From the moana to K Road: A new Auckland home for artists of the Pacific

From kete and hiapo to MS Paint and neo-pop crocodiles, Tautai Gallery celebrates Pacific art in all its forms.

Written by Gareth Shute for The Spinoff. 7 July 2020

Neo-Pop Artist Ahsin Ahsin in front of his work at Moana Legacy, the opening exhibition of Tautai Gallery (PHOTO: GARETH SHUTE)

After three decades in existence, Tautai Contemporary Pacific Arts Trust has launched its own gallery on Auckland’s Karangahape Road.

The first thing that hits you entering Tautai Gallery’s inaugural exhibition, Moana Legacy, is the range of works on show. On one huge wall is a mural of black humanoid crocodiles on a pink background by neo-pop artist Ahsin Ahsin (Atiu, Aitutaki), while the wall opposite has an illustrated hiapo (Niuean tapa cloth) made using traditional methods by Cora-Allan Wickliffe (Ngāpuhi, Tainui, Alofi and Liku) and her sister Kelly Lafaiki. 

Elsewhere, a specially constructed frame holds ghostly photographs by Talia Smith (Cook Islands, Samoan and New Zealand European) and these sit across hangings of tiny, intricate kete made by Gina Ropiha (Ngāti Kahungunu/Ngāti Kere, Ngāti Raukawa/Ngāti Rakau) from her own hair, while around a corner a dark corridor is filled by an installation of neon blue tubes created by Israel Randell (Tainui, Ngāti Kahungunu).

Jacinda Ardern sepaking at the Opening of Tautai Gallery (PHOTO: GARETH SHUTE)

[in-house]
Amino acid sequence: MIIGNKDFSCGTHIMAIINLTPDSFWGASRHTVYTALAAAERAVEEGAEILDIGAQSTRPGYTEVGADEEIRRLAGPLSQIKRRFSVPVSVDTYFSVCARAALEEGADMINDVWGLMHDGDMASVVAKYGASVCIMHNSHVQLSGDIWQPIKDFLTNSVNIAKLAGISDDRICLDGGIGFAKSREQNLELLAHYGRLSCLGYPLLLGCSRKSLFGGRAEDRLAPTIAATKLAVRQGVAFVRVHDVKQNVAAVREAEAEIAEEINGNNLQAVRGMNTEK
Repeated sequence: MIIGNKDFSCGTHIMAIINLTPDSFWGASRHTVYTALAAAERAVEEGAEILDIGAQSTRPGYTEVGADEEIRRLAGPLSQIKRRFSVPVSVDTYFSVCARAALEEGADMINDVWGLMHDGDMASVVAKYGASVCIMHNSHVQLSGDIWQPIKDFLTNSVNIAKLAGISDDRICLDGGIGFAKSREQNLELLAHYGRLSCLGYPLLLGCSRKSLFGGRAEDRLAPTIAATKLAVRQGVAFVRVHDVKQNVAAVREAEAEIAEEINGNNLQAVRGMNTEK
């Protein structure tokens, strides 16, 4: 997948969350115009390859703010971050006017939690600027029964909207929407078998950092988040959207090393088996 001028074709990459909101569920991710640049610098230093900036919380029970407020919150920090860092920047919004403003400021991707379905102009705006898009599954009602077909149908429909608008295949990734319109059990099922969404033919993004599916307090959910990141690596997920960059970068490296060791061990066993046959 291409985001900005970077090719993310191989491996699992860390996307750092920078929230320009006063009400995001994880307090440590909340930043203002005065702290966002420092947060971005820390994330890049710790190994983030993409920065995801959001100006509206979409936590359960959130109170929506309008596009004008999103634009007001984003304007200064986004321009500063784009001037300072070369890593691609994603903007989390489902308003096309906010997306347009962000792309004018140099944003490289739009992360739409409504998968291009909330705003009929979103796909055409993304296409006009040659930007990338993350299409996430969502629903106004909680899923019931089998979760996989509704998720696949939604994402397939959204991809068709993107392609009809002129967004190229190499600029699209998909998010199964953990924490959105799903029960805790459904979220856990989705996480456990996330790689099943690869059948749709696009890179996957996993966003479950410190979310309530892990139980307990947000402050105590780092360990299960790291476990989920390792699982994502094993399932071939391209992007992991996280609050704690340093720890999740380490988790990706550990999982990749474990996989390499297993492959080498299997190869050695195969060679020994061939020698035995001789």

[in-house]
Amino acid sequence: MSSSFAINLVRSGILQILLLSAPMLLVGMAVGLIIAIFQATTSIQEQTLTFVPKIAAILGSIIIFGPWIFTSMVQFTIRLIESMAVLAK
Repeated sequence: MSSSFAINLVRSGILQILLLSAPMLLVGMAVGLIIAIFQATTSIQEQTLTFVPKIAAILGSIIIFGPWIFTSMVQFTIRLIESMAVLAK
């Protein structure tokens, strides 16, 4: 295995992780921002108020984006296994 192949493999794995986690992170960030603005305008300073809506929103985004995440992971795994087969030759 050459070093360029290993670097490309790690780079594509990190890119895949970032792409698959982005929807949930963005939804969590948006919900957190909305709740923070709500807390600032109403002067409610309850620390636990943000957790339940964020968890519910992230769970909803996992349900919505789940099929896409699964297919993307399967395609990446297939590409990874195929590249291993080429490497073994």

Tautai founding patron Fatu Feu’u sees this gallery space as the eventual end point of work that he began over 30 years ago. In the 80s, he recalls Colin McCahon saying to him that the New Zealand art world was waiting for Pacific artists to make a serious contribution. The history of progress during the intervening years is evident all around you at Tautai.

Wickliffe’s work is an example of this. She speaks of the influence of legendary NZ Niuean artist John Pule and how their families both came from the same village in Niue. His work proved that the imagery of hiapo had a place in fine art and her work takes the logic one step further – his work was on canvas, while her hiapo are created using traditional materials and patterns. By bringing hiapo out of the museums and into a gallery space, Wickliffe pushes forward the argument for their place in the contemporary artistic conversation. 

Wickliffe took this notion further in her introductory speech for the opening exhibition (which she curated). Pointing to one work, she told the audience it was an unfinished work dedicated to her grandfather who passed away last year. She then proceeded to “complete” the work by painting thick strokes of black paint over the face of the piece, erasing the illustrations and thereby evocatively expressing her loss, while the audience watched on in shocked silence. 

Cora-Allan Wickliffe “Completed” this work at the opening of the exhibition by painting thick strokes of black paint over it (PHOTO: GARETH SHUTE)



Many of the artists on display in the opening exhibition also took part in Tautai’s groundbreaking show in Naarm/Melbourne last year, so the return to Auckland had a sense of homecoming. For Ahsin Ahsin, the trip was his first involvement with Tautai and he found it refreshing to connect with other artists from a Pacific background without any pressure to perform their culture in their art.

“I got to hang out with brown artists, which is quite rare for me. I’m based in Hamilton and there’s not many brown artists in the art community… It’s just about self-expression. I’m from the Pacific so that makes it Pacific art, but I do what I do.”

Ahsin Ahsin